When it comes to movies, Madonna has had her share of hits and misses. For every Desperately Seeking Susan or A League of Their Own, there was a Shanghai Surprise or Who's That Girl. Rupert Everett, on the other hand, appeared in a string of well-regarded films, including The Madness of King George; The Importance of Being Earnest; and An Ideal Husband. And his best known role was as Julia Robert's gay best friend in 1997's My Best Friend's Wedding. Many thought he deserved an Oscar nomination for his supporting role in that film but he was overlooked. However, Everett's luck ran out when he co-starred with Madonna in The Next Best Thing.
The Next Best Thing, which opened in theaters on March 3, 2000. In it Everett once again played a gay best friend, this time his name was Robert. Robert and Madonna's character, Abby, have a baby together which they raise under the same roof. However, when Madonna falls in love with a straight man (played by sexy Benjamin Bratt) she plans to marry him and take the child she had with Robert. This results in an ugly custody case in which it's revealed that Robert (are you sitting?) wasn't the biological father after all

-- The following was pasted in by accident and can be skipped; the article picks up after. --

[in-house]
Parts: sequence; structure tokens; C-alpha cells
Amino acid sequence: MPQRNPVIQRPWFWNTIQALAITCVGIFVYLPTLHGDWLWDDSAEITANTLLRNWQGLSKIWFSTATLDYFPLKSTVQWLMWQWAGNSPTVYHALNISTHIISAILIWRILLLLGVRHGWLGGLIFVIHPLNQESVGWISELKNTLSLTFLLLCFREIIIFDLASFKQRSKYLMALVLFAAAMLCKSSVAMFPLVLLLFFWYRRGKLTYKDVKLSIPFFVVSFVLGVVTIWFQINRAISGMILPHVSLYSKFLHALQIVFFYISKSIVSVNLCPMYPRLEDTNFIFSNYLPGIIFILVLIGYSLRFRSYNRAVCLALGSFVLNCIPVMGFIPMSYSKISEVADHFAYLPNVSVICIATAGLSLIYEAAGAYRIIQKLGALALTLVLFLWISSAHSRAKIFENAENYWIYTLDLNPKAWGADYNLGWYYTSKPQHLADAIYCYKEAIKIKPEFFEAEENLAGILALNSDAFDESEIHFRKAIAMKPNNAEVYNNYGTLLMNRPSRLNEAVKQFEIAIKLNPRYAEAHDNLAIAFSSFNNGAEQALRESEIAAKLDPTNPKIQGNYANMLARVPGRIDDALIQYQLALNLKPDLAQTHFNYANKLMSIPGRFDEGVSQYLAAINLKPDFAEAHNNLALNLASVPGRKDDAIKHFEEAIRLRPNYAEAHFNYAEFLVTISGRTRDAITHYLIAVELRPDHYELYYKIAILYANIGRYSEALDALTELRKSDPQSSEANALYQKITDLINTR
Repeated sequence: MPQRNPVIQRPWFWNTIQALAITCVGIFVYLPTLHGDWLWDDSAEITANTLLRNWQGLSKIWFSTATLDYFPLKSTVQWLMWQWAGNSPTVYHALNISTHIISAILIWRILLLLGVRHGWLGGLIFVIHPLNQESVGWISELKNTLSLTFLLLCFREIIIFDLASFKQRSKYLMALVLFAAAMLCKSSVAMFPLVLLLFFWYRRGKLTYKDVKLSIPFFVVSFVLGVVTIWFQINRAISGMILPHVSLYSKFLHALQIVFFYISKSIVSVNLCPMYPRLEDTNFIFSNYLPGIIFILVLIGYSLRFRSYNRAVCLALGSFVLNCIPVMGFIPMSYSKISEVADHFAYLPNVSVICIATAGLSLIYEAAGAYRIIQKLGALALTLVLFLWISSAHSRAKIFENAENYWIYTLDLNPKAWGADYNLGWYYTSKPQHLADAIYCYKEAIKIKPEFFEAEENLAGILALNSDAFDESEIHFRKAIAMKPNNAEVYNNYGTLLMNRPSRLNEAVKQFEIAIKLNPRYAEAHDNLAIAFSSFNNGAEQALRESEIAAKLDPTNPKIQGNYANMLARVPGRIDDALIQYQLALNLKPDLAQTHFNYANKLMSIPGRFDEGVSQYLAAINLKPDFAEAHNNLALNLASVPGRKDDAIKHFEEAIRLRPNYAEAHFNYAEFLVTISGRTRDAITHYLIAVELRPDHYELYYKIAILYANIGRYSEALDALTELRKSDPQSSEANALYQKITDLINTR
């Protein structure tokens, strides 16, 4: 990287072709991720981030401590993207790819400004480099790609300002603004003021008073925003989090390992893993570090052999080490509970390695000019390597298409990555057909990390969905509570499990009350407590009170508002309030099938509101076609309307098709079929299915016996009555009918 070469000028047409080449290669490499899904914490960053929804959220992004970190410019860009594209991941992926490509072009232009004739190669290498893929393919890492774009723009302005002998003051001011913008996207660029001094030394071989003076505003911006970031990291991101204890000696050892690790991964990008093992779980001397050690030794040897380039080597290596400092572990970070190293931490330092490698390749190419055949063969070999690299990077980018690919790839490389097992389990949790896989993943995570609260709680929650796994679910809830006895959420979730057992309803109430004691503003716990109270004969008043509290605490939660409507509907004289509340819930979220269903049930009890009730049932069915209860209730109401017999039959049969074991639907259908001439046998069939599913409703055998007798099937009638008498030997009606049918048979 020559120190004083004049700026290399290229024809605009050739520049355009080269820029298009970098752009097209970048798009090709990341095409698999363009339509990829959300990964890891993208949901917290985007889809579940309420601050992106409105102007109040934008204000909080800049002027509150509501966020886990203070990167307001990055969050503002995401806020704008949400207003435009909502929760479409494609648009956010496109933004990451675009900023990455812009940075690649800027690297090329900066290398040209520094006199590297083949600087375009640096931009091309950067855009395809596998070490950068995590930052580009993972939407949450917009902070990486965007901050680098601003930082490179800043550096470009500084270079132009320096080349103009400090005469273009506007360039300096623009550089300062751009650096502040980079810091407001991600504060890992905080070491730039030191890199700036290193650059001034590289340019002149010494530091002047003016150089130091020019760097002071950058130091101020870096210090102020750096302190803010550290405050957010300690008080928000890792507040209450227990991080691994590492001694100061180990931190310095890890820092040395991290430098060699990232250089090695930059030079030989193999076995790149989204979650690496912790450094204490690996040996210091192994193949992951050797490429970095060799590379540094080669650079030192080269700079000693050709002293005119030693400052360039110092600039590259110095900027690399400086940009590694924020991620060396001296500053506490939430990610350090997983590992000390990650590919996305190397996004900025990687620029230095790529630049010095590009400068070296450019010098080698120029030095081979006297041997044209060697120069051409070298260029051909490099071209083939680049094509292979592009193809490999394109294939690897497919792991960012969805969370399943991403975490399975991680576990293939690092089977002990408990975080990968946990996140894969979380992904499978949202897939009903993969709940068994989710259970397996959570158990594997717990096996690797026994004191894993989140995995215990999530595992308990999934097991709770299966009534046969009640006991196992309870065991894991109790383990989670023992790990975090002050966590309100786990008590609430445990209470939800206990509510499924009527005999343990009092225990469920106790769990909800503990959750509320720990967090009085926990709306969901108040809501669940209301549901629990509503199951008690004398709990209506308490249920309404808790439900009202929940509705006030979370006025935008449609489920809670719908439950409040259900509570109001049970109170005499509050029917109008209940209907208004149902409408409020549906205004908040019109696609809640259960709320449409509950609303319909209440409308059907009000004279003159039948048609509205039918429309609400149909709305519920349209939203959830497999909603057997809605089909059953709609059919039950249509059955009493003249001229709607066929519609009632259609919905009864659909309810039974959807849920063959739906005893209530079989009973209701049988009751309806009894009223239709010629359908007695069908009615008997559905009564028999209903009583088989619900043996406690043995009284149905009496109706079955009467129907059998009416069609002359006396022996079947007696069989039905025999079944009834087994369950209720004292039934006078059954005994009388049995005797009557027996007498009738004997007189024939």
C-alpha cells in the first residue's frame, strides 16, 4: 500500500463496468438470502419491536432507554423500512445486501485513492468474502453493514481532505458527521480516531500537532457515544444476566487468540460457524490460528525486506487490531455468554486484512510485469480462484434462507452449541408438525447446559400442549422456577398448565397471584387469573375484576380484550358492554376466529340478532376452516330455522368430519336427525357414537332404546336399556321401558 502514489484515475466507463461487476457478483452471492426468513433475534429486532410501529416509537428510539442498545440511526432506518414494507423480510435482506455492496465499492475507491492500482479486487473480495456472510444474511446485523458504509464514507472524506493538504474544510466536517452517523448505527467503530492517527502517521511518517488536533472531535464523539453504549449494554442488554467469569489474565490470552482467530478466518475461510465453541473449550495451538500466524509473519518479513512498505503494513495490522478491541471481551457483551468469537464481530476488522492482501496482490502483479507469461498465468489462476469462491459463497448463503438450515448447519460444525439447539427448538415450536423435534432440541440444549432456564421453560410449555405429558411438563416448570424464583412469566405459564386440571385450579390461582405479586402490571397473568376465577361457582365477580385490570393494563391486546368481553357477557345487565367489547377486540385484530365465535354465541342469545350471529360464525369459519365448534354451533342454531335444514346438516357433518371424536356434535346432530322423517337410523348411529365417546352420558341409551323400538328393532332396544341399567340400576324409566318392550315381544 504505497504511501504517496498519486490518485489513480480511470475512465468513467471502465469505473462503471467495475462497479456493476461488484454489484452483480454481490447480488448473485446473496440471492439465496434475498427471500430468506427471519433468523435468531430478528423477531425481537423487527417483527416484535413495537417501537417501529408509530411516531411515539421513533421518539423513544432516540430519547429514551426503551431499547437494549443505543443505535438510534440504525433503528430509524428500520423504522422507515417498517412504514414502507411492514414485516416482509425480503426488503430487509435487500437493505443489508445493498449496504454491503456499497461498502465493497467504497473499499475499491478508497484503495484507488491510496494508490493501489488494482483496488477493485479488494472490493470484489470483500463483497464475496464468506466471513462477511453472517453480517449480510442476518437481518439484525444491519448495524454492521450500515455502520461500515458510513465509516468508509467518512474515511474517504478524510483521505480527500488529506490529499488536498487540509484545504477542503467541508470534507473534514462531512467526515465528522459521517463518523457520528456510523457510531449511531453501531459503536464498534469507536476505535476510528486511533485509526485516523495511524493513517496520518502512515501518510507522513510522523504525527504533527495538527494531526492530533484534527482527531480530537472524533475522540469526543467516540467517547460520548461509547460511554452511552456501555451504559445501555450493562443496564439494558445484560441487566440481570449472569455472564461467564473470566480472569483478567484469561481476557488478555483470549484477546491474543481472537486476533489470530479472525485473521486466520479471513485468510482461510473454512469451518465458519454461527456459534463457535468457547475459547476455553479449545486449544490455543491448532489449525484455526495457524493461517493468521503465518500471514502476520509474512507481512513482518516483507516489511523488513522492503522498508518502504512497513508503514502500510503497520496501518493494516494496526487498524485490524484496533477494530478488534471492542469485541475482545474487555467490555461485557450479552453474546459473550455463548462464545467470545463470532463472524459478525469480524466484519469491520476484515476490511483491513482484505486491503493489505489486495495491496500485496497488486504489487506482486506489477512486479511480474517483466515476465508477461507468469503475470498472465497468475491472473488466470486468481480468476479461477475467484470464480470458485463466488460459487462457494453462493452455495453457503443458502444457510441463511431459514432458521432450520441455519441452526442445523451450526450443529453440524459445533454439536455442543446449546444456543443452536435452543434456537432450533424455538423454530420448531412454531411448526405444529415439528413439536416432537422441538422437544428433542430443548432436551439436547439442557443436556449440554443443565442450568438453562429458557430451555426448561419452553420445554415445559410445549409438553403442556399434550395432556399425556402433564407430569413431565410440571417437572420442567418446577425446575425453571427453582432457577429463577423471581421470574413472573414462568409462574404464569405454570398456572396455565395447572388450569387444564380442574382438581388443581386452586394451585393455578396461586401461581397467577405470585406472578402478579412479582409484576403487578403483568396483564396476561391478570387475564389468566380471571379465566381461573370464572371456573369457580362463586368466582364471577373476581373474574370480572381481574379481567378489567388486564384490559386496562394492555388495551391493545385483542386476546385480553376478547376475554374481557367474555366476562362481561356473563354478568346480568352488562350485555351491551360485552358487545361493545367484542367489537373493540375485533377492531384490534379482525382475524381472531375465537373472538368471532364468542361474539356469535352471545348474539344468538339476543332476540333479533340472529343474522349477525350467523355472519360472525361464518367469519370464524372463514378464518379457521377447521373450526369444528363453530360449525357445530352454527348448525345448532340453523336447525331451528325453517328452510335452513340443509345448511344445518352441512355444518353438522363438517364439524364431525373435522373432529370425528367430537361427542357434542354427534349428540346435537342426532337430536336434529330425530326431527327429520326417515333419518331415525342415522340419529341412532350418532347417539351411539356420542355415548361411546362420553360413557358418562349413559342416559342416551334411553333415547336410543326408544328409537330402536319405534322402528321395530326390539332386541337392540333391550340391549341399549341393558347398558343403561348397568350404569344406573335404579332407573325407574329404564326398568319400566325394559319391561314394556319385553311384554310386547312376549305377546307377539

So, how bad was the movie? Madonna won a Razzie Award for Worst Actress (to sit next to her Golden Globe for Evita which she won three years earlier). On a side note, there were a number of scenes in which Bratt's character was shirtless, revealing a number of peculiar raised scars on his nicely worked pecs. There was speculation that these were tertiary nipples; others suggested they were the result of some sort of Native American piercing ritual (Bratt's mother is a Quecha Indian from Peru). Bratt, however, declined comment.
This was the last film directed by openly gay, Oscar-winning director John Schlesinger (Midnight Cowboy). It was said that difficulties he had with Madonna during filming contributed to a stroke he sufferrd after the film wrapped, which he never fully recovered from (he died in 2003). However, in an interview in the Advocate Everett chivalrously took the blame, admitting that he pushed the 73-year old Schlesinger too hard in an effort to have the movie made the way Everett envisioned.
The movie's soundtrack CD has two songs by Madonna, an odd remake of American Pie (with Everett contributing background vocals) and the original ballad Time Stood Still. Artists such as Moby, Groove Armada and Christina Aguilera also contributed songs. The CD is better than the movie.